I’ve never really come out of the 70s. It’s one of my favourite eras and so this movie was heaven for me. Tim Burton, 70s fashion, hippies, vampires, sea-fishing villages, Helena Bonham Carter, Alice Cooper and of course, Johnny Depp.
A perfect movie. Here’s a track from Dark Shadows to glide up all feeling groovy into the weekend. Thank you for visiting me. xx
Some cheering news this week: Poet’s Cottage is now being reprinted – extremely gratifying to know it’s kicking its legs up out there. Thank you to all who have bought a copy, asked your bookseller to get in copies – or have been kind enough to drop me a line to say you enjoyed it. You are all appreciated so much every day.
Here’s my daughter on her way to NIDA for Drama on the weekend. She loves her fake furs and swiping my vintage bags to walk around the streets pretending she’s a big girl.
And the postman delivered two special letters this week. One from an English teacher from Oatlands District High who was delighted to see my book and bought a copy. She was lovely enough to enclose in her letter a photograph from when I was at school. The world seemed such a different place then. No computers, endless time and a million paths to decide upon.
The other beautifully wrapped gift is from Tasmanian artist Jacqueline Rodemann, who sent me the loveliest necklace and brooch from her fabulous Etsy store, Under the Shade of a Bonsai Tree which you can find HERE as a thank you for me sending a copy of Poet’s Cottage to her artist mother for Mother’s Day when the stores had run out. I feel I am wearing a very special blue rose part of Tasmania now.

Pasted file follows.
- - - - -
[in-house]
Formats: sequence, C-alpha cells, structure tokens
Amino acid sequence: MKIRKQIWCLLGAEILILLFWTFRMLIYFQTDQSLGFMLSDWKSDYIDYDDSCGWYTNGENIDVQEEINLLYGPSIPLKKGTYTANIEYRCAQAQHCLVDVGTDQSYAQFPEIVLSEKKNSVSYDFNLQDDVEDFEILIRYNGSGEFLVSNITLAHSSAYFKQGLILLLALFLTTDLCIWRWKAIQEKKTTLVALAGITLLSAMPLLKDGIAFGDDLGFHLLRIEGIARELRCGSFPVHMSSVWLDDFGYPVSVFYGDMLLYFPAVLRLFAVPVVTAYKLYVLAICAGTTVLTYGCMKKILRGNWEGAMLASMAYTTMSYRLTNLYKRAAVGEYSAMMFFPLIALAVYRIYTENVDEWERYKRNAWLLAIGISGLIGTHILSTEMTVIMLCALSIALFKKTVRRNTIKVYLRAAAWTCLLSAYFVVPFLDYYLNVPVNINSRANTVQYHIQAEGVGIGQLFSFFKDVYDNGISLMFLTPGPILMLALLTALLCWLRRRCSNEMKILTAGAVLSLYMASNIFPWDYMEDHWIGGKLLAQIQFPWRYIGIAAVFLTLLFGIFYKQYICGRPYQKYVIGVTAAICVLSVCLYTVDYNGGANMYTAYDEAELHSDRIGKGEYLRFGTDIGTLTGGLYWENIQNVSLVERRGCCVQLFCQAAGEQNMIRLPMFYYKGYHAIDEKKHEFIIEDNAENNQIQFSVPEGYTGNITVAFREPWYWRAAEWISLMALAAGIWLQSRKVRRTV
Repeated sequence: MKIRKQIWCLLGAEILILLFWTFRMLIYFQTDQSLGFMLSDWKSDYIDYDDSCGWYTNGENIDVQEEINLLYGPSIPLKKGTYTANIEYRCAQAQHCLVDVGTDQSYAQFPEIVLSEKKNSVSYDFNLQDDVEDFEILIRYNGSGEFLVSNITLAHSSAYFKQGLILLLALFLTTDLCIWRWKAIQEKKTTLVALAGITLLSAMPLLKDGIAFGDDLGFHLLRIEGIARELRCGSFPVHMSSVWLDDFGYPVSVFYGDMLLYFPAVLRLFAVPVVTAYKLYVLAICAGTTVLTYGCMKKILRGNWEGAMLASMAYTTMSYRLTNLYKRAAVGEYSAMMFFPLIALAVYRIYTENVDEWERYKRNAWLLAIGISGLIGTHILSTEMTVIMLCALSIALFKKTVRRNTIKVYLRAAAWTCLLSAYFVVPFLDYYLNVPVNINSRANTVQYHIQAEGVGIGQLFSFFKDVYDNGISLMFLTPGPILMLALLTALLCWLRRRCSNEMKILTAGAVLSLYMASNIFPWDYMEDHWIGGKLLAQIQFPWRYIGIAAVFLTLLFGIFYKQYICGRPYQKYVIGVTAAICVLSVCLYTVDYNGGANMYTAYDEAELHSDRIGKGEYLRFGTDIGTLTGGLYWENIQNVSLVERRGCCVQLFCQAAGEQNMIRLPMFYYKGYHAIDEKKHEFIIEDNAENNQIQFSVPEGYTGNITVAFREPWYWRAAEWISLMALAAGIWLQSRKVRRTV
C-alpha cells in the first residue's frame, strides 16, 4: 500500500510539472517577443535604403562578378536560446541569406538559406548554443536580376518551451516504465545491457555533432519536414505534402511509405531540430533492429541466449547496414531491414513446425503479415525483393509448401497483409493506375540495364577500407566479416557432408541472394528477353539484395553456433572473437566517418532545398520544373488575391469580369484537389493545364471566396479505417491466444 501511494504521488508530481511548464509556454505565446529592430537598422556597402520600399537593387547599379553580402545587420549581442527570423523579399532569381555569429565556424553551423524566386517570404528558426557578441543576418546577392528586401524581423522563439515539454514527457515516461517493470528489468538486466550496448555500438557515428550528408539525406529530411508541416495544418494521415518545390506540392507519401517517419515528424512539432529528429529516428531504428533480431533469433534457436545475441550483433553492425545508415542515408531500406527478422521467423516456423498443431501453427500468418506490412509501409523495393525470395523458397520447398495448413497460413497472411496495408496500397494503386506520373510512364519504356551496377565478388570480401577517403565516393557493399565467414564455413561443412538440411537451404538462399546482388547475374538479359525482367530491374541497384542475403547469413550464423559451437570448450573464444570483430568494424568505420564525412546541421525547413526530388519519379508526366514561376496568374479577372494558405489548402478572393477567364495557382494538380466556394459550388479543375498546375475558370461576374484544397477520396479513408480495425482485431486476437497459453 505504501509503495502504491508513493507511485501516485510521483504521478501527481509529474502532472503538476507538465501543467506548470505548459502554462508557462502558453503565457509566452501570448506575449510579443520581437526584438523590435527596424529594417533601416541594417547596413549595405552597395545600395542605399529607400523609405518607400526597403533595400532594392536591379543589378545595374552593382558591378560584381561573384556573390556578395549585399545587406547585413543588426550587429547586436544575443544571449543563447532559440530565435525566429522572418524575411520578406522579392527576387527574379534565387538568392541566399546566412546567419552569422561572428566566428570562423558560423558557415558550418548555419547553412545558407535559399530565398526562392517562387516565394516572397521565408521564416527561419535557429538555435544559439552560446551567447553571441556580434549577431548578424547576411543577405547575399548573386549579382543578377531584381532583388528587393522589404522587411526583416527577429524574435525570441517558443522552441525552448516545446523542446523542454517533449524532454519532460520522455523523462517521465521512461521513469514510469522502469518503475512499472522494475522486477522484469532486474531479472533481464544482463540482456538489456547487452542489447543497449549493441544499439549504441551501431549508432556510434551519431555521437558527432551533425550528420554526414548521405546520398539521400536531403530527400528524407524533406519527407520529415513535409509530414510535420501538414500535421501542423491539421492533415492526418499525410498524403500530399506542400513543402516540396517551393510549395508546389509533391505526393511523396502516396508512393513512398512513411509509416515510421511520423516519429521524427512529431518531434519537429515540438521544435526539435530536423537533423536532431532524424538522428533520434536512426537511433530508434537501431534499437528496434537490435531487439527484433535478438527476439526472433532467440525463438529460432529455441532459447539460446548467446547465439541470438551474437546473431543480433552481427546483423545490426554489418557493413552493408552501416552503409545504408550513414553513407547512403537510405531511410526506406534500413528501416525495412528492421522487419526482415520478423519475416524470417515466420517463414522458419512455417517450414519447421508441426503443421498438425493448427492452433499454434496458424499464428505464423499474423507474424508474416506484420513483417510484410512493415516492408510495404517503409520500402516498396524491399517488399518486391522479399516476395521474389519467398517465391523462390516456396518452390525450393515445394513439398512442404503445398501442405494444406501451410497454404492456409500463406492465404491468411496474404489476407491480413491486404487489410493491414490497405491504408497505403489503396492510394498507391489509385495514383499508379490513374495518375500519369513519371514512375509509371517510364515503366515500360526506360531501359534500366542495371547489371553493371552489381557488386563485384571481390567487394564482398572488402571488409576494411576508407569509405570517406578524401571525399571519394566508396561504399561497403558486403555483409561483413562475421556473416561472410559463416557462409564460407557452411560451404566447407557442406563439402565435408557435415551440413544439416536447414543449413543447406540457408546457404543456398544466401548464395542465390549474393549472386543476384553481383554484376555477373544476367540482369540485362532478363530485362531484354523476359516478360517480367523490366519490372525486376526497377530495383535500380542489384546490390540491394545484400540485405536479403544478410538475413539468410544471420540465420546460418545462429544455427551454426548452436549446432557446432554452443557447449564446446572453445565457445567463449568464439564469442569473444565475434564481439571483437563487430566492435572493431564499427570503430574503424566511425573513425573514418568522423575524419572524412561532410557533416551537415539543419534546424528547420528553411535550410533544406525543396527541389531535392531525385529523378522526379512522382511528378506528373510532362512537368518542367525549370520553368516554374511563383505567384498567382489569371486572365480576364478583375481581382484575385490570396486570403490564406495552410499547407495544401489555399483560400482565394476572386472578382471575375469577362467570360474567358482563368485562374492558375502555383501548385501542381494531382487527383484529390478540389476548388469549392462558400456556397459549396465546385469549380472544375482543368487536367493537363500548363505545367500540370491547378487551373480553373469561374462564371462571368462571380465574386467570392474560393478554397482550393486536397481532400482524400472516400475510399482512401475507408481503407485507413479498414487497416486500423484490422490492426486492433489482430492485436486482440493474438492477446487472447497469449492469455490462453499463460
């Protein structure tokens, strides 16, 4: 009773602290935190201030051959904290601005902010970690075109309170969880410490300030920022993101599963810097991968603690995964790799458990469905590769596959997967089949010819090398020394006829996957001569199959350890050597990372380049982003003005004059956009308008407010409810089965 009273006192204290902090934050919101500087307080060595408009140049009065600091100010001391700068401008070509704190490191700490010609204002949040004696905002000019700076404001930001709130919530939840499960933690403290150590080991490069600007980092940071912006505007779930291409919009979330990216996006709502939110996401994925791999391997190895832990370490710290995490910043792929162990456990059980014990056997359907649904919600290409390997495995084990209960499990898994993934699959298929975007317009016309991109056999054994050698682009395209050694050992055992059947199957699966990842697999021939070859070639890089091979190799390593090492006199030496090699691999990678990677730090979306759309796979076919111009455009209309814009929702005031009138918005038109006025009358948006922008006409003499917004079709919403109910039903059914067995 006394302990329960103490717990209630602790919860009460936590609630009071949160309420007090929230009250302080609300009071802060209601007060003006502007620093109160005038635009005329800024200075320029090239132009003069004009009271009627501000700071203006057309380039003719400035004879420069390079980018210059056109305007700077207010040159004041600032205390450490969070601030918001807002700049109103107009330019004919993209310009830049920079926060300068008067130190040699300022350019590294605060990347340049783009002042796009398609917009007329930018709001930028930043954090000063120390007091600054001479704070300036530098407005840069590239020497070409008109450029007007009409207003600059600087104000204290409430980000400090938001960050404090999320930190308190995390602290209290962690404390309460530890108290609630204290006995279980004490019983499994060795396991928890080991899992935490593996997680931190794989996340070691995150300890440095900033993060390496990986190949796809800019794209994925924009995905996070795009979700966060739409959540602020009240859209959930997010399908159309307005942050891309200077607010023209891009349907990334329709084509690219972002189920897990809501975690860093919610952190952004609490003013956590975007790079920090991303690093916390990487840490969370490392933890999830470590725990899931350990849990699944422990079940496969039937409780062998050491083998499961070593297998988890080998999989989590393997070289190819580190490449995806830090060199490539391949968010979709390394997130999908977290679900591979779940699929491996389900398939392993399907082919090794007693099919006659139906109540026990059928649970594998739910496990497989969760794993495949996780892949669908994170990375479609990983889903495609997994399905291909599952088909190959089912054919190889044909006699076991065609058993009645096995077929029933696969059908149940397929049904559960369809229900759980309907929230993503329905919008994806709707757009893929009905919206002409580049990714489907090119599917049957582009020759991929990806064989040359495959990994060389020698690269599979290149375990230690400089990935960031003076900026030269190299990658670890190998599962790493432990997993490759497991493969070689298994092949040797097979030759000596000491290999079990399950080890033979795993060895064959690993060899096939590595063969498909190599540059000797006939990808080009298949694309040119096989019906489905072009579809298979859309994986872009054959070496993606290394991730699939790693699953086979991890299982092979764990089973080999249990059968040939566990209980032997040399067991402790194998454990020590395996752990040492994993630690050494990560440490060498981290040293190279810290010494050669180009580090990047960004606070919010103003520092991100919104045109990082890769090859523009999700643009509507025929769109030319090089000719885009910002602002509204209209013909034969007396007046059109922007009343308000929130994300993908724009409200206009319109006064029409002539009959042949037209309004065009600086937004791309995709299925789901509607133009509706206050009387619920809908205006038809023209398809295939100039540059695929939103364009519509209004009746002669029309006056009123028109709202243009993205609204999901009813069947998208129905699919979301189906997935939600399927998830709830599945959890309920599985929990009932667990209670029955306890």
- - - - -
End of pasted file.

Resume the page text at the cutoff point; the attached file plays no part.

image from Under the Shade of a Bonsai Tree
Thank you very much to both ladies. It is heaven to receive gifts in the mail rather than bills. The penny in my rather blurred photograph is a 1940s penny I have near me in my writing shed. Anything that helps me to channel a different time period I’ll use.
And I am editing away on Currawong Manor as the air in my courtyard garden slowly grows chillier. This morning in the park, the mist clung over the wetlands.
It was a beautiful way to start the day. Just before dawn the angels are walking with swans.
Amongst all the beauty of the Sydney Autumn light, Daisy and I found a very large dead possum in the street outside her school.
Belinda Alexandra, my writer friend and best-selling author, tells me I should have turned the possum over and inspected her tummy as she may have had babies inside the pouch. That’s a tip for you if you ever find a dead possum in your street.
Belinda is a goldmine of information on such issues as what to do with your constipated goldfish. I’m in awe of not only her scribe skills but her knowledge of and affinity for our native wildlife. Belinda works with WIRES (Wildlife Information Rescue & Education Service).
If you see a dead possum and she has babies, you will know because her pouch will be swollen and you will see them moving around. Wrap the whole body in a towel and take the possum to your local vet as soon as possible.
I’m reading Belinda’s beautiful book Golden Earrings at the moment (along with a host of other research books for my current mystery). Ghosts, flamenco, ballet, civil war, gypsies. As with all of Belinda’s books, you learn a lot about life you may not have known before.